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This shortage of a key grocery staple has turned into a national crisis

father holding and feeding a baby

To some extent, grocery shortages of one kind or another have been an increasingly commonplace occurrence in parts of the US in the aftermath of the pandemic. It’s a product of everything from labor shortages to disruptions in the supply chain, to cite just two factors. Perhaps none have carried the urgency of the current baby formula shortage, however, which has become a serious issue for families across the US in recent weeks. And which stems in part from a major recall earlier this year.

The shortage is so serious, in fact, that the White House is getting involved in what’s become something of a national emergency. That last part is not hyperbole or my own editorializing, by the way. A new piece from The Atlantic on Thursday, part of a growing flood of news coverage focused on this problem, states it plainly in the very first sentence:

“America’s baby formula shortage has gone from curious inconvenience to full-blown national crisis.”

Baby formula shortage

Raise your hand if this sounds completely bizarre and truly mind-blowing, that the USA should find itself running out of such a crucial grocery item. Nevertheless, that is very much the case.

According to news reports, a little less than half of the baby formula in the country is out of stock right now. No surprise, retailers like Walgreens and Target have moved to clamp down on purchases to try and preserve what limited stock still exists.

President Biden, according to a Reuters White House reporter, planned to speak with retailers and baby formula manufacturers on Thursday. It’s part of an update that the president wants to get on how to make baby formula more available to American families. And that was also expected to be followed by new actions the White House plans to announce along these lines.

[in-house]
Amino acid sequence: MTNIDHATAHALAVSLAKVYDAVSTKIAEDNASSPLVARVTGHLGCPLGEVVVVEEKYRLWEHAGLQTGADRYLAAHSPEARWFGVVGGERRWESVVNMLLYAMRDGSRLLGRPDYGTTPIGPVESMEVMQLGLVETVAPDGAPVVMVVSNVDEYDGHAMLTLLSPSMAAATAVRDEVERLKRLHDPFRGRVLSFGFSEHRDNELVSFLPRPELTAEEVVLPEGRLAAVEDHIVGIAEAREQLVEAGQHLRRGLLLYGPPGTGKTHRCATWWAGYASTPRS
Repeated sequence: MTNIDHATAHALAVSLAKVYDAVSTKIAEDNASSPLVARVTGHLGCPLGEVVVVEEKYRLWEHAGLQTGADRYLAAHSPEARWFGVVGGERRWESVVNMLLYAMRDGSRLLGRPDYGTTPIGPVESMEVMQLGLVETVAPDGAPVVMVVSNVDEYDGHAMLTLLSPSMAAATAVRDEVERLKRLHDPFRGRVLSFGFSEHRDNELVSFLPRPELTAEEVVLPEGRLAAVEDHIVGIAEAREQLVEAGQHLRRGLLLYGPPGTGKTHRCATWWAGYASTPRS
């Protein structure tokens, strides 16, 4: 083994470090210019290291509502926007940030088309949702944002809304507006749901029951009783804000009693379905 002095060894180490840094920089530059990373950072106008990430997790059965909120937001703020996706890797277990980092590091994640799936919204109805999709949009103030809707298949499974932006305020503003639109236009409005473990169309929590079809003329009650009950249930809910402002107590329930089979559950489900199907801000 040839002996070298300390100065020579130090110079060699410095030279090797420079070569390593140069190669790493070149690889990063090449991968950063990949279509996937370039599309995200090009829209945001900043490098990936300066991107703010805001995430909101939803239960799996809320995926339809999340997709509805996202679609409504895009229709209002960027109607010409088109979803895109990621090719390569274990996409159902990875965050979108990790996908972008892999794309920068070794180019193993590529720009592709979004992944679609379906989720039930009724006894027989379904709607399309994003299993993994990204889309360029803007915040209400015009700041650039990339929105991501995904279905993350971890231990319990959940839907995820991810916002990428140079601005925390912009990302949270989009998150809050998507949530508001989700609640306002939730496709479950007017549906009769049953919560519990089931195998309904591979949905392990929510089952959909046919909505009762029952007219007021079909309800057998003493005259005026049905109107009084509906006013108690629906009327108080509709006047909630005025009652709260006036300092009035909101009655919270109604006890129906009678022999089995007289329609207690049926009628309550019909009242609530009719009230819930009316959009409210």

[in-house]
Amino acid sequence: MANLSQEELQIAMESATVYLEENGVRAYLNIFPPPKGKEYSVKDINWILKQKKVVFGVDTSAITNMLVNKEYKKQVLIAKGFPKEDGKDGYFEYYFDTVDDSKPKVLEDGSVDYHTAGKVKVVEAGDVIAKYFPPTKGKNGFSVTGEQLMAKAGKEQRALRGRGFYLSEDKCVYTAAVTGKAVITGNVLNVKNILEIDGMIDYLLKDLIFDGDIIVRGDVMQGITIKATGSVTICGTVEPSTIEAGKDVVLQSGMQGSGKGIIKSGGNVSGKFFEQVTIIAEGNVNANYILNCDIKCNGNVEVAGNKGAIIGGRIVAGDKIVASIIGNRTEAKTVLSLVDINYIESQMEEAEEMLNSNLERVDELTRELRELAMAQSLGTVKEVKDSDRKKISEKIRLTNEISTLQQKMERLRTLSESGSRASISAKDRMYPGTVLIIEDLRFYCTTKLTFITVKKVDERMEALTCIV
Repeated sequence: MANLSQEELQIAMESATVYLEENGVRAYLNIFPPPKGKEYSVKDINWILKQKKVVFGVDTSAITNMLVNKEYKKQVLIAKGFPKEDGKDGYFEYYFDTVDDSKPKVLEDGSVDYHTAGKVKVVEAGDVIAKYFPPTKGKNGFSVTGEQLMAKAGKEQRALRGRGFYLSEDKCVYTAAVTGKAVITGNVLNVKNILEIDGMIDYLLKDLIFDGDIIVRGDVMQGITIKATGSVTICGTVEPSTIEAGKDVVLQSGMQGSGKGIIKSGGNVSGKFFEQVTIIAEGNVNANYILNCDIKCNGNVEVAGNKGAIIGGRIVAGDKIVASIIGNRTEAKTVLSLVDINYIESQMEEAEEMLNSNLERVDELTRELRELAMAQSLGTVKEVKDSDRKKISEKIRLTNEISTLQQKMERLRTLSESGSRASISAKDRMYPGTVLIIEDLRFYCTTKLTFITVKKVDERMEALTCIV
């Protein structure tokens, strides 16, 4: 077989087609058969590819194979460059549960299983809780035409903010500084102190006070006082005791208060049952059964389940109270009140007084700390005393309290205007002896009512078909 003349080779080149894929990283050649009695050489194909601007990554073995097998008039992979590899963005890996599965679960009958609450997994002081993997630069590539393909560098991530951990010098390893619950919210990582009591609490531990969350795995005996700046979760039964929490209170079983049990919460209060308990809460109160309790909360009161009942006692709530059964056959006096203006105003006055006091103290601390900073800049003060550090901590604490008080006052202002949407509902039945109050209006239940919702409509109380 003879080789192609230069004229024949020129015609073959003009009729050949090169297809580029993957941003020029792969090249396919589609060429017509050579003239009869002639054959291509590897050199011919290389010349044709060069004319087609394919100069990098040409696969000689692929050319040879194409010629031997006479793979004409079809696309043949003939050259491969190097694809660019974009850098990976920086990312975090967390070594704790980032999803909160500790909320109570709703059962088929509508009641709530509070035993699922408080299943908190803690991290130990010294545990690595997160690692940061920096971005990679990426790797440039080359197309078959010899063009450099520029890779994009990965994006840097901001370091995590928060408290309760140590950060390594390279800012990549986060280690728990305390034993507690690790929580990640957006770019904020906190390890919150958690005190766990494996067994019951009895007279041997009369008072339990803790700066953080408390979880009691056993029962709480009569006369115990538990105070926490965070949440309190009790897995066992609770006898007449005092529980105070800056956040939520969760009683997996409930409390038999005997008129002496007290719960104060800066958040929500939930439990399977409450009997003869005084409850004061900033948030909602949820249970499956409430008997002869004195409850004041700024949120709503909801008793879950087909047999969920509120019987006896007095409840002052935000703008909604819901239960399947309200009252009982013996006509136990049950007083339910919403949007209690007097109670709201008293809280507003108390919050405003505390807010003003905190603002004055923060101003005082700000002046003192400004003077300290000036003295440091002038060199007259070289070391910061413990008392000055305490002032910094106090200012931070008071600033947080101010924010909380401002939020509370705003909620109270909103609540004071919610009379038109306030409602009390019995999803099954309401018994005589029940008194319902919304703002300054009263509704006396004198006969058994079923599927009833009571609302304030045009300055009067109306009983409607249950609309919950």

How did we get here, though, you might ask?

Supply chain disruptions, as we noted above, played a part. But so did a huge recall.

Abbott baby formula recall

An Abbott baby formula recall from earlier this year seems to have been what largely set a lot of this in motion. The recall was prompted by worries about product contamination. And as a result, the Associated Press notes that the recall wiped out many baby formula brands covered by the WIC federal program that serves mothers, infants, and children.

Abbott received four consumer complaints related to Cronobacter sakazakii or Salmonella Newport in infants. All of the babies had consumed baby formula manufactured at the company’s Sturgis, Michigan, facility. The FDA issued a separate warning that mentioned the tragic death of a baby.

All infants in the four complaints were hospitalized, and Cronobacter might have contributed to the death of one of them. The four babies all had consumed Abbott baby formula products that are now part of the recall.

“I just started reaching out to people”

The recall was, indeed, a huge part of the problem. But it wasn’t the only thing. The pandemic year of 2020 also screwed up this market, badly. As lots of people did with toilet paper, parents stockpiled tons of baby formula in the pandemic’s early days.

It took them much longer to work through that backlog. This, in turn, complicated the normal production planning on the manufacturing side. So, there was a surge in demand in 2020. Then that demand fell the following year because of parents hoarding supplies.

Manufacturers cut back in response. But now, a surge in demand as those backlogs are diminished is complicated by the effects of the Abbott baby formula recall.

Jennifer Kersey is a Connecticut mother in her 30s, posted recently on Facebook asking for help. She only had one can of formula left for her 7-month-old son. Luckily, someone saw the post and offered assistance.

“At first I was starting to panic,” she said, according to the AP. “But, I’m a believer in the Lord, so I said, ’God, I know you’re going to provide for me and I just started reaching out to people, ‘Hey do you have this formula?’

Andy Meek profile photo

Andy Meek is a reporter based in Memphis who has covered media, entertainment, and culture for over 20 years. His work has appeared in outlets including The Guardian, Forbes, and The Financial Times, and he’s written for BGR since 2015. Andy's coverage includes technology and entertainment, and he has a particular interest in all things streaming. Over the years, he’s interviewed legendary figures in entertainment and tech that range from Stan Lee to John McAfee, Peter Thiel, and Reed Hastings.